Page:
A Note To Maya

Traffic

So according to the old joke, a fed-up student asks the physics prof who’s going over kinetics in protracted detail, what good is all this? What will I ever use this for? To which the professor, not even looking up from where he’s writing on the board, says “This stuff saves lives.” The student balks for a second and then gets belligerent, demanding to know how first-year physics saves lives. The professor doesn’t even turn around, saying “it keeps idiots like you out of med school.”

Maya, you can’t read this yet, and it might be years before you know what half of it means, but I’m writing it down for the day you do. It’s a little long-winded, but by the time you get here you’ll be long tired of the fact that so am I.

So: years ago for maybe fifty dollars I bought an old computer, a Sun 4c, better known as a SparcStation 1. It looked like a pizza box and rocked a Sparc RISC processor at 25Mhz, and even back then in the hazy prehistory of technology 25Mhz was pretty pokey. It had 64 MB of RAM and a 1GB drive the size of a shoebox, back when RAM vs. hard drive was a distinction that mattered. It was obsolete long before it met me, but it was running SunOS 5.2 and as was the nature of many machines of that era, built heavy and made to last.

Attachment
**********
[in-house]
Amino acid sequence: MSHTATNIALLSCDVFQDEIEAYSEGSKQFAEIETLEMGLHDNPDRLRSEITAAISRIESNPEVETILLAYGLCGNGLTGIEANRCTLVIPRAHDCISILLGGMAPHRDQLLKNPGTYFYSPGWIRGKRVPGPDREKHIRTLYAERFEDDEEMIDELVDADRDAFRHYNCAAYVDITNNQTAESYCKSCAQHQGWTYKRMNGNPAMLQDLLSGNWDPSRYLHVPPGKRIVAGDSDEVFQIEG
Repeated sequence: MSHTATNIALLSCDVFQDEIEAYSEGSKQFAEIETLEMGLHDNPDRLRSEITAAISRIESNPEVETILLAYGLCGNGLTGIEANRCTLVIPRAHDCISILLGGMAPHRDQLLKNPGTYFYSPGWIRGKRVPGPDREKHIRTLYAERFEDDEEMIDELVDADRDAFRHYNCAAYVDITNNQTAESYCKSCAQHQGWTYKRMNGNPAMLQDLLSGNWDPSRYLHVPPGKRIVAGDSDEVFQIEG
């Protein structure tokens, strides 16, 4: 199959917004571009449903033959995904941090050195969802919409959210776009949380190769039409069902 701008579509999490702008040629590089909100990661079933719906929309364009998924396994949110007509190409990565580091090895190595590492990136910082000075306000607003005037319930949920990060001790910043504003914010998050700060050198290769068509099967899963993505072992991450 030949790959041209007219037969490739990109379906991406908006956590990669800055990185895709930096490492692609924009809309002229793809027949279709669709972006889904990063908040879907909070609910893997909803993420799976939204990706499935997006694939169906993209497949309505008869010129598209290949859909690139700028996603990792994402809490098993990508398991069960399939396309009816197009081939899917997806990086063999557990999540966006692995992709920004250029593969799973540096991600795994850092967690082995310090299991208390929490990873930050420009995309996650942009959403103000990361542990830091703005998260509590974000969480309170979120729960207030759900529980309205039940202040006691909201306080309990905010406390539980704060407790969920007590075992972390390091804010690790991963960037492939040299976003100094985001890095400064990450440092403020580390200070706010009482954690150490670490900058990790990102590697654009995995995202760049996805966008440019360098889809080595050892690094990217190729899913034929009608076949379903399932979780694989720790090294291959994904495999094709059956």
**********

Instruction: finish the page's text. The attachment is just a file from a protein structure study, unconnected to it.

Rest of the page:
It was also my first exposure to non-Linux Unixes, which are legion in the world. I don’t really know what the world will look like by the time you can understand this, but I will promise you that even then there will a lot of machines like this, long obsolete, poorly understood by all but a few and doing something absolutely critical in the darkened corners of server rooms and networks of the world. I only ever had an incomplete understanding of this one, but enough to learn that whether those differences are obvious or subtle there’s some very deep, very cold water under all that thin ice you’re treading on.

Hello

But hold that thought. Act two, scene one, last Friday at the office our tape robot froze up.

This robot is about the size of your first room, and stores several petabytes of data on almost fifteen hundred LTO4 tapes; running full-out we can push about twenty terabytes an hour of information through it over the dozen or so fiber pairs that are plugged into the back, and we use it mostly to store HD video-editing projects and server backups. I’m sure these numbers all seem quite quaint to you (Not to mention “tape”. I know!) but at the time it was considered to be quite a bit; we had to take a core sample of the floor to make sure it was strong enough to support its weight before we bought it, to give you an idea of what sort of hardware we’re dealing with here. A big toy by any measure and vastly larger, faster and more expensive than, to pick an example entirely at random, a Sun 4c.